Fashion brands have led the way in transitioning from pureplay to omnichannel retail, accounting for 29.6% of all online retailers taking physical space in the United Kingdom to date, according to Savills. This is followed by the furniture and homeware sector (25.9%) and electrical, DIY, and building supply brands (14.8%), according to the firm’s report “Retail Revolutions: From Digital to Physical.”
According to Savills, five pureplay brands made the leap to physical retailing in 2016, including Missguided, which opened its first store at Westfield Stratford, and Finery and Little Mistress, which transitioned via department store concessions. Looking ahead, online sales growth in the UK is expected to level out over the next five years, slowing from 11.4% per annum between 2012 and 2016 to 4.8% by 2022. The firm states that it is not a case of online versus offline, but rather how the two platforms can work together to provide the best “total” retail experience.
Touch and feel the product
Marie Hickey, commercial research director at Savills, commented: “When it comes to fashion and homeware, the biggest driver of total retailing continues to be consumer preferences. The desire to touch and feel a product before purchase remains strong, meaning physical stores play an important role in driving both online and offline sales. Stores can also deliver convenience to customers, a key attraction of shopping online, in the form of click-and-collect services.”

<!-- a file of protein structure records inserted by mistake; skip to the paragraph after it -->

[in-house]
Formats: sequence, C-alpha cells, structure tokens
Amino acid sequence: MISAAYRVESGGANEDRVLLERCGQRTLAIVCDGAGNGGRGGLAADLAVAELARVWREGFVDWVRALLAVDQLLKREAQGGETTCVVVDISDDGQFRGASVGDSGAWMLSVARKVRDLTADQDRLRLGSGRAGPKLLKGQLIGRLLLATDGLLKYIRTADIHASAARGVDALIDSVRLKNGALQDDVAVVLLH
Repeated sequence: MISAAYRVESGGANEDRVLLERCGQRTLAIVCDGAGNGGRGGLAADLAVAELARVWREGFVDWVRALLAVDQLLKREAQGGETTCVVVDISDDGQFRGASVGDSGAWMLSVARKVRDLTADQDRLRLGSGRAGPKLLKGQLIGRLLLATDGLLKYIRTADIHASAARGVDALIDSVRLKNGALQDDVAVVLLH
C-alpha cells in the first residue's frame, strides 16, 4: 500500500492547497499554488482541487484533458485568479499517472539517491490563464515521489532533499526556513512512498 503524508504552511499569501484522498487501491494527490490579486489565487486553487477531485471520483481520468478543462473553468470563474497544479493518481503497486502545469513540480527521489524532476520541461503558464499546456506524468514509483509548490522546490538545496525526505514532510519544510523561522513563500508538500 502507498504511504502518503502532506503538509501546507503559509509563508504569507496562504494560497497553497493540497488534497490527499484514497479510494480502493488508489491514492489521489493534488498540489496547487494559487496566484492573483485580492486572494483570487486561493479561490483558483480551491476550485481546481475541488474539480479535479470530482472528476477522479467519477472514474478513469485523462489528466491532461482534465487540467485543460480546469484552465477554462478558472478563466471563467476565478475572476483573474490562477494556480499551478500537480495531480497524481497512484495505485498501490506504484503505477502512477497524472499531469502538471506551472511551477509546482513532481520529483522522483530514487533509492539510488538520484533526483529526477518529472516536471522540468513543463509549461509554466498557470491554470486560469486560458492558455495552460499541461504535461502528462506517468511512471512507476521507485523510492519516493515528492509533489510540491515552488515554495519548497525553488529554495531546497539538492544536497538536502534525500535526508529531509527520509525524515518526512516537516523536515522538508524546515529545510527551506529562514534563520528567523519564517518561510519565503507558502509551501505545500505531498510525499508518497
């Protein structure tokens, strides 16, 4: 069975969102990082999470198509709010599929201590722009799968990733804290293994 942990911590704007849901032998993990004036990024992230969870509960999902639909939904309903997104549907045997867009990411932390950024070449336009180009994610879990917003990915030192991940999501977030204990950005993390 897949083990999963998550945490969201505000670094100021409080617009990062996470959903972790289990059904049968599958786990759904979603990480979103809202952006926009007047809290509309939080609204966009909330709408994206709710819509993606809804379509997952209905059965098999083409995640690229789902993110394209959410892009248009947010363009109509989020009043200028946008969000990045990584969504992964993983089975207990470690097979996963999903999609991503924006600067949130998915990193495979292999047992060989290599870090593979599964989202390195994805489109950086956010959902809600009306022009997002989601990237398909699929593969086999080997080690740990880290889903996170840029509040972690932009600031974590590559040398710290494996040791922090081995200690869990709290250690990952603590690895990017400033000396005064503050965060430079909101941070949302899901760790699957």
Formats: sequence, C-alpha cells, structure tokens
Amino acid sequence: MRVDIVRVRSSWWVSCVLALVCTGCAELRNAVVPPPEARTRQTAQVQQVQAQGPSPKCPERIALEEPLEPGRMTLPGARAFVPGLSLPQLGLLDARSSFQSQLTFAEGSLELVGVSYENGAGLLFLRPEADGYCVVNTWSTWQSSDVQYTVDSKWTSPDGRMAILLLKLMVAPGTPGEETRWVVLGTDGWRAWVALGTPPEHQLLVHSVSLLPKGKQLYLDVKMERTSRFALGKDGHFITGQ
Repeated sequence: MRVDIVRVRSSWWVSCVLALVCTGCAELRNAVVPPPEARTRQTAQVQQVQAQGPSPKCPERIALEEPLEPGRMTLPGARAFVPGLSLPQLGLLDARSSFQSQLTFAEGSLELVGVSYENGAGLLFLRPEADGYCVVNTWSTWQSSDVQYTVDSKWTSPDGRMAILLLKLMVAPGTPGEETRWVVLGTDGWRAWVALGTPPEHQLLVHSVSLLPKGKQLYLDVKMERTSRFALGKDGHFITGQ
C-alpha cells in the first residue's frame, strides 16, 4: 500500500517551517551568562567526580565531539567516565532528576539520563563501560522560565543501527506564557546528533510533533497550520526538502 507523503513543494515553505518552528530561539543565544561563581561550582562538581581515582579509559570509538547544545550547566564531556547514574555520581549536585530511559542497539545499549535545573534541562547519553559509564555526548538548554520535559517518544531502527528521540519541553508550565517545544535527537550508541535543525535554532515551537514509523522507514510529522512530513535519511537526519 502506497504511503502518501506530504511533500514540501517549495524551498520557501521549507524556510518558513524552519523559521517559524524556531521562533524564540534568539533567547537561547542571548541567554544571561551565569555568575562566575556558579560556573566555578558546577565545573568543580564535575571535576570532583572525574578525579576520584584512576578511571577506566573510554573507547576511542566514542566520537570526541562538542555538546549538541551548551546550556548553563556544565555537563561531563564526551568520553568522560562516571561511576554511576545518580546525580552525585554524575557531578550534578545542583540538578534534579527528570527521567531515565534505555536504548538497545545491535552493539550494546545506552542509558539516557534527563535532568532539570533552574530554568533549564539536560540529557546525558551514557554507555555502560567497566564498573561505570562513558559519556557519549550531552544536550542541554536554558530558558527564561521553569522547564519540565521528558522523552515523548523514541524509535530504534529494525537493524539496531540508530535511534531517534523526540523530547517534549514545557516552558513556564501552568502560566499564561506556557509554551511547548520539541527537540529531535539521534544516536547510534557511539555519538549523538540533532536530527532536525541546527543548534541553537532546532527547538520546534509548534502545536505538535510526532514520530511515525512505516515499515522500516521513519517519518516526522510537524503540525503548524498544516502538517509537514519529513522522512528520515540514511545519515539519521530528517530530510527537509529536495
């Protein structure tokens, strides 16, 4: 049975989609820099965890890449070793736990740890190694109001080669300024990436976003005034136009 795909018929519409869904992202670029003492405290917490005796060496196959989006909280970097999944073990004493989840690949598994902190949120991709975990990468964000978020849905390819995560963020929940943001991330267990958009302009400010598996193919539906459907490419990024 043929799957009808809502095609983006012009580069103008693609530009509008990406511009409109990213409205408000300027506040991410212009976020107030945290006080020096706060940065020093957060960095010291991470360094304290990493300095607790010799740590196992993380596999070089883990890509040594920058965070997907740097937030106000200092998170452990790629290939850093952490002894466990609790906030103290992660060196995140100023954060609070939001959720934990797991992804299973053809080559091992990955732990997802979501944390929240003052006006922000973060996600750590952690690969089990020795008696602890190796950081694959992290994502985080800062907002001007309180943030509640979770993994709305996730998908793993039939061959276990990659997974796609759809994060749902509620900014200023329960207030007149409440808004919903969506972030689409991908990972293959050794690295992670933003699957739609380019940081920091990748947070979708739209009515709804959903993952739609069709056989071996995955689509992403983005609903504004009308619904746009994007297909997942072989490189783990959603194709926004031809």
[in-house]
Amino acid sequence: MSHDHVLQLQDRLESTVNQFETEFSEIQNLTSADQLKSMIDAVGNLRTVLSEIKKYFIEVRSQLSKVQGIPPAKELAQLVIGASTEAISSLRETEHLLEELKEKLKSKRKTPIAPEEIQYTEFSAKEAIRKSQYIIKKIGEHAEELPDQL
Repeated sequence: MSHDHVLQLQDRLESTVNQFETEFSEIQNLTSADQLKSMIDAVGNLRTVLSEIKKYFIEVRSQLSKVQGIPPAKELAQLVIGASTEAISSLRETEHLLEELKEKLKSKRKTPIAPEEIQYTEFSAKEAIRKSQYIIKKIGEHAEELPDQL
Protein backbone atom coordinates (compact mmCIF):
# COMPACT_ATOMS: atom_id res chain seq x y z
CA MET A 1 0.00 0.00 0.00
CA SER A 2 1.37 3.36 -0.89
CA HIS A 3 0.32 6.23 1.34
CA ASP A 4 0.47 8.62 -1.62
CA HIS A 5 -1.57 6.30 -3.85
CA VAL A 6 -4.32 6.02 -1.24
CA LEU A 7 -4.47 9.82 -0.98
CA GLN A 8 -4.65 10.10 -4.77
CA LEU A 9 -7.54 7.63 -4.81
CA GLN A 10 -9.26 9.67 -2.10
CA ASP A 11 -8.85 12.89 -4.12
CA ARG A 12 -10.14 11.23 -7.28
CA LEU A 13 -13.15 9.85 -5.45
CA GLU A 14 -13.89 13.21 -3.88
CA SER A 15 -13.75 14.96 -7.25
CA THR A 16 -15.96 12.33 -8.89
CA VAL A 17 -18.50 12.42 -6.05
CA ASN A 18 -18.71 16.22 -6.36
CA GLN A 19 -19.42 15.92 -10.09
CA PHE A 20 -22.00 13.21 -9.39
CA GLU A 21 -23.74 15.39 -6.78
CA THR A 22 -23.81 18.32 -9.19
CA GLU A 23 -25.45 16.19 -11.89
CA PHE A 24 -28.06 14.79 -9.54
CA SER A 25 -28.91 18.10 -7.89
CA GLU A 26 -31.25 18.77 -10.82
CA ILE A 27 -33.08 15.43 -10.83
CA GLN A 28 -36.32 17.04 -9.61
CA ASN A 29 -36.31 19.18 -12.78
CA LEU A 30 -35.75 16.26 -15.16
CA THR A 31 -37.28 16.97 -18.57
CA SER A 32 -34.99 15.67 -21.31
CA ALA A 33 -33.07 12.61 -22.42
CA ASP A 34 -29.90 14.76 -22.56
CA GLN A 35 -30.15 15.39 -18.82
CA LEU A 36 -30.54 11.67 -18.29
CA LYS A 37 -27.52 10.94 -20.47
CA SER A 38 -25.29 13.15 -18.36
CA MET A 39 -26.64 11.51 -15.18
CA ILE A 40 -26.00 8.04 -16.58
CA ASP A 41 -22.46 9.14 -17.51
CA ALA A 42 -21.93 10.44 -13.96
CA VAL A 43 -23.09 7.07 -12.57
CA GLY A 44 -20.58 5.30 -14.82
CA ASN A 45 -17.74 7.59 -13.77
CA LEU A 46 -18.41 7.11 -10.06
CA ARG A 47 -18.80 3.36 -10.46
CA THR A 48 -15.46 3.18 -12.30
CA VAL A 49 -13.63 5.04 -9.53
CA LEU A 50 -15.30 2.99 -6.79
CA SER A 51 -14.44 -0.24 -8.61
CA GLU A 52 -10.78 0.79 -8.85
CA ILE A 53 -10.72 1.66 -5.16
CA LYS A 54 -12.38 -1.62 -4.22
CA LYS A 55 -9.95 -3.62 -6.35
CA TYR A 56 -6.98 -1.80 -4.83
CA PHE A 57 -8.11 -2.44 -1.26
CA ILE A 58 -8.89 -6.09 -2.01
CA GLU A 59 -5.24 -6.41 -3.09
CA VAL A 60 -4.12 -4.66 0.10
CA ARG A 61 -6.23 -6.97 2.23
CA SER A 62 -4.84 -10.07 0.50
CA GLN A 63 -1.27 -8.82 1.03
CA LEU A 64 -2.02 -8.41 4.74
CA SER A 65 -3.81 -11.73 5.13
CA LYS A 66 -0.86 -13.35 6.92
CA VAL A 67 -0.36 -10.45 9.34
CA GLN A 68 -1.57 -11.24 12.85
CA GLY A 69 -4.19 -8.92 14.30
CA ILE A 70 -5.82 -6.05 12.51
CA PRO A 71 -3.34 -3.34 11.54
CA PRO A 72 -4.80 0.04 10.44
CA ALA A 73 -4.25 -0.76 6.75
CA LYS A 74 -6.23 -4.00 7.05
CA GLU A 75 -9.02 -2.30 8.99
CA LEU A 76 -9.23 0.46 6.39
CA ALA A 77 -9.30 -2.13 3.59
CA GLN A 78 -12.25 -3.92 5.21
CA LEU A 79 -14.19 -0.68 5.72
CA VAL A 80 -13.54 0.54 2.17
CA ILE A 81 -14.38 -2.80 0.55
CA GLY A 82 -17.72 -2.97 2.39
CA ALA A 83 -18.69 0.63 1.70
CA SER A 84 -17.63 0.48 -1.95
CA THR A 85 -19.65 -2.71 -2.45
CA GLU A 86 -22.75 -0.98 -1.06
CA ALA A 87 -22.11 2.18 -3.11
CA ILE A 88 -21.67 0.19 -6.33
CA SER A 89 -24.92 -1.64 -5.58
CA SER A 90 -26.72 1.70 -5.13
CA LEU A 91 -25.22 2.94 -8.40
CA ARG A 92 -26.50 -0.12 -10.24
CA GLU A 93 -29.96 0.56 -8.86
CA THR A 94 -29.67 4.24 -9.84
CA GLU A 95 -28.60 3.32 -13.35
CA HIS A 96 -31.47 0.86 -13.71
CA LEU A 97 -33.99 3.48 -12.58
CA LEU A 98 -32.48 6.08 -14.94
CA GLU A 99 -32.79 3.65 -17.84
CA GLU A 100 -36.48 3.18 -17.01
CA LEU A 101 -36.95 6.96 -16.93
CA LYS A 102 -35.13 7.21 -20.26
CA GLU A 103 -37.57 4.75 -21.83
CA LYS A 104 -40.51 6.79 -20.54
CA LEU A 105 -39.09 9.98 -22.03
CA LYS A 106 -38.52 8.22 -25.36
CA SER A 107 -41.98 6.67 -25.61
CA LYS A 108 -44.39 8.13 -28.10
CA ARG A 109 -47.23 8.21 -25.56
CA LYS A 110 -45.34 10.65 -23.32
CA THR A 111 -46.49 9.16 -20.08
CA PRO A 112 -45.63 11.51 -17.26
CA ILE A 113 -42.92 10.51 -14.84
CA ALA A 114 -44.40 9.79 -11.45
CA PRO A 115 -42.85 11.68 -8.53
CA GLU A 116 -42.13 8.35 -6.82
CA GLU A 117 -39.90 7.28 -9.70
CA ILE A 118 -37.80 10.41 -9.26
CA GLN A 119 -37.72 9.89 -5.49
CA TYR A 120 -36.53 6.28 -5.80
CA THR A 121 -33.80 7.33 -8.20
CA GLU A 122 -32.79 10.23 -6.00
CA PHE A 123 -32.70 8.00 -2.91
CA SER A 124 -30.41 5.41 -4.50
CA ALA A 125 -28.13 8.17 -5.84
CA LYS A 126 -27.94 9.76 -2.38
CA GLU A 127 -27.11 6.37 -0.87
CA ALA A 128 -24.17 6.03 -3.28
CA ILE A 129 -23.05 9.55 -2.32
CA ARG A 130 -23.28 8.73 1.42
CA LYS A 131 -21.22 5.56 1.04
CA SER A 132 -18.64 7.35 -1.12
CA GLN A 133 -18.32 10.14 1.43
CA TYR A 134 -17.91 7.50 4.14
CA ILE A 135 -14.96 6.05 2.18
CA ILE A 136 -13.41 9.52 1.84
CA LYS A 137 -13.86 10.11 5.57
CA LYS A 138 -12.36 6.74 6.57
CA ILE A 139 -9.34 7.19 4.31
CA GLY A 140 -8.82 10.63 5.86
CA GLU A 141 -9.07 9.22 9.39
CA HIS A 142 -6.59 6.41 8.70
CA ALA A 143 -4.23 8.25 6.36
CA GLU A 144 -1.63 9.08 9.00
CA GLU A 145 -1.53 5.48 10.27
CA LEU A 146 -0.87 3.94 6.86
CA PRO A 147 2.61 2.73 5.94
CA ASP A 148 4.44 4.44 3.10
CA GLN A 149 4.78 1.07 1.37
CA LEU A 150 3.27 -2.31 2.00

True digitization of experience will now be at the forefront of store evolution, which to date has centered largely on hardware, such as providing iPads to allow shoppers to search for products online. The evolving focus is on creating integrated software solutions that can provide the same personalized shopper experience in-store that consumers have become accustomed to online while enhancing the speed and ease of payment.
Retailers are becoming more selective
While the transition into physical retailing is positive news for the property sector, Savills also says that retailers are becoming more selective and measured in the size and location of their stores, which is likely to result in a strategic focus on major retail centers. For some, including Made.com and Sofa.com, stores are not only a way of selling products, but an opportunity to showcase and promote the brand in key urban locations, giving them the greatest possible exposure.
Sean Gillies, head of UK retail at Savills, adds: “Despite increasing recognition of a physical store’s role in raising brand awareness and revenues, this is unlikely to lead to a flurry of national requirements from pureplay retailers making the transition to bricks and mortar. The most significant impact on retail property will instead come from digitization of the in-store experience, as mobile payment, customer recognition technology, live inventory tracking, and monitoring shoppers’ engagement with products become the norm. The concept of stores remains very much alive and well, though their appearance and the activities that take place within them will continue to evolve.”